ANS is committed to advancing, fostering, and promoting the development and application of nuclear sciences and technologies to benefit society.
Explore the many uses for nuclear science and its impact on energy, the environment, healthcare, food, and more.
Radiation Protection & Shielding
The Radiation Protection and Shielding Division is developing and promoting radiation protection and shielding aspects of nuclear science and technology — including interaction of nuclear radiation with materials and biological systems, instruments and techniques for the measurement of nuclear radiation fields, and radiation shield design and evaluation.
2021 Student Conference
April 8–10, 2021
The Standards Committee is responsible for the development and maintenance of voluntary consensus standards that address the design, analysis, and operation of components, systems, and facilities related to the application of nuclear science and technology. Find out What’s New, check out the Standards Store, or Get Involved today!
Latest Magazine Issues
Latest Journal Issues
Nuclear Science and Engineering
Fusion Science and Technology
Researchers report fastest purification of astatine-211 needed for targeted cancer therapy
Astatine-211 recovery from bismuth metal using a chromatography system. Unlike bismuth, astatine-211 forms chemical bonds with ketones.
In a recent study, Texas A&M University researchers have described a new process to purify astatine-211, a promising radioactive isotope for targeted cancer treatment. Unlike other elaborate purification methods, their technique can extract astatine-211 from bismuth in minutes rather than hours, which can greatly reduce the time between production and delivery to the patient.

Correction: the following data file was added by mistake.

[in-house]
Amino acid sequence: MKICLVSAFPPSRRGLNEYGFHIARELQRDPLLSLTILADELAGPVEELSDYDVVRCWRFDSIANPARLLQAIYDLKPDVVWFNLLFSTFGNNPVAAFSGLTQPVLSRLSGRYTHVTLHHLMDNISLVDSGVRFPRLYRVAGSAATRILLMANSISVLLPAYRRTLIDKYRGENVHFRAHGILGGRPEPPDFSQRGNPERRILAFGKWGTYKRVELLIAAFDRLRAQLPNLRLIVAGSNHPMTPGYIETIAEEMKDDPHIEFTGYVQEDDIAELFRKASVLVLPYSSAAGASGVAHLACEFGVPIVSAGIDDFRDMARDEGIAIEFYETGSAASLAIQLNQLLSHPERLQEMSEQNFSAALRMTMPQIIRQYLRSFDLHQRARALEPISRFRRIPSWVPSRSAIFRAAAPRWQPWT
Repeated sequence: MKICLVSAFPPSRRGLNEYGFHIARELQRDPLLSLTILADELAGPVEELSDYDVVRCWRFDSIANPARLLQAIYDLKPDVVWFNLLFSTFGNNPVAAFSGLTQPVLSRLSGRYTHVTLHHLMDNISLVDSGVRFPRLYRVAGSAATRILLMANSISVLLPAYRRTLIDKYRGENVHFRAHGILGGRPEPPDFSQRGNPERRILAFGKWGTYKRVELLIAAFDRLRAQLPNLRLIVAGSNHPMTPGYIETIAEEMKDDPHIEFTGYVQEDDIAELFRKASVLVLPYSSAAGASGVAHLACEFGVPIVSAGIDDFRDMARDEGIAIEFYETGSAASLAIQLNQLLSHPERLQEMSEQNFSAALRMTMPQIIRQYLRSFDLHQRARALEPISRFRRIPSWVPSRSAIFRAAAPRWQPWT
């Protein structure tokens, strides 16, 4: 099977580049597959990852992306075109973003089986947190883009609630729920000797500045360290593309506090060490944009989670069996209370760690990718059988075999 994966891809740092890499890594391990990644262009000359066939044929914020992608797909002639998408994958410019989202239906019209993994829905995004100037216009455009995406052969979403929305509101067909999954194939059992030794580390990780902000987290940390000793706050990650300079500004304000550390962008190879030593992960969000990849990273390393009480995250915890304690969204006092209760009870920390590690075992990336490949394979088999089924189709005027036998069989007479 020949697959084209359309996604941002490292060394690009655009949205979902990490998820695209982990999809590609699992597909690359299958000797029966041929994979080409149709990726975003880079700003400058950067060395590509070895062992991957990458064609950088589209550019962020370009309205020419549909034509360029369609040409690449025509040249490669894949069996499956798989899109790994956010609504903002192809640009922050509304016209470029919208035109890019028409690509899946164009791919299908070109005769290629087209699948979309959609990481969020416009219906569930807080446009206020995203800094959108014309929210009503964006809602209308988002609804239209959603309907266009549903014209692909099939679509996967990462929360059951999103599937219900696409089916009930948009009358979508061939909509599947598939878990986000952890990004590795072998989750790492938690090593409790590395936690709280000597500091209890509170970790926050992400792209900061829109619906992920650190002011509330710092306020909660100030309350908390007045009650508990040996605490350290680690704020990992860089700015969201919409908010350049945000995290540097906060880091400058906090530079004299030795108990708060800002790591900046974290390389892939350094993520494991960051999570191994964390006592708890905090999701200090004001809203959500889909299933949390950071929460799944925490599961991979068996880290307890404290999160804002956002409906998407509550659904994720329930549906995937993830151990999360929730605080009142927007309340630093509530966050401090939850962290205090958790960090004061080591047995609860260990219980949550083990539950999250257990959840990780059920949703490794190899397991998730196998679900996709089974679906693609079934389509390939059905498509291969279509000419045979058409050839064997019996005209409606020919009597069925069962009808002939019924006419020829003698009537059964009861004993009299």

“Astatine-211 is currently under evaluation as a cancer therapeutic in clinical trials. But the problem is that the supply chain for this element is very limited because only a few places worldwide can make it,” said Jonathan Burns, research scientist in the Texas A&M Engineering Experiment Station’s Nuclear Engineering and Science Center. “Texas A&M University is one of a handful of places in the world that can make astatine-211, and we have delineated a rapid astatine-211 separation process that increases the usable quantity of this isotope for research and therapeutic purposes.”
The researchers added that this separation method will bring Texas A&M one step closer to being able to provide astatine-211 for distribution through the Department of Energy’s Isotope Program’s National Isotope Development Center as part of the University Isotope Network.
Details on the chemical reaction to purify astatine-211 are in the journal Separation and Purification Technology.
M. P. Mauldin, A. L. Greenwood, M. N. Kittelson, C. H. Shearer, J. N. Smith, Jr., D. M. Woodhouse
Fusion Science and Technology | Volume 49 | Number 4 | May 2006 | Pages 842-845
Technical Paper | Target Fabrication | dx.doi.org/10.13182/FST06-A1211
Articles are hosted by Taylor and Francis Online.
Fast ignition is a concept that is being actively investigated in the HED community. The fast ignition targets described here are highly precise targets composed of a small glow discharge polymer (GDP) shell (~860 m diameter) mounted on a gold hyperboloid tipped cone. The process of creating these targets is composed of several steps. The first step consists of machining a copper cone that is then plated with a layer of gold approximately 120 m thick. Next, a hole is machined in a hollow GDP shell that will later be mounted on the gold gone. After the hole of this shell has been measured, the coated cone is machined to shape and to include a shelf so that the shell will sit at the desired location in relation to the tip of the cone. Finally, the copper mandrel is etched away from the gold and the target is assembled with the shell glued into place. At every step of this process, parts must be made and kept within tight specifications to meet the target requirements, not the least of which is that after assembly the shell center must be a specified distance from the gold cone tip with a tolerance of less than 10 m.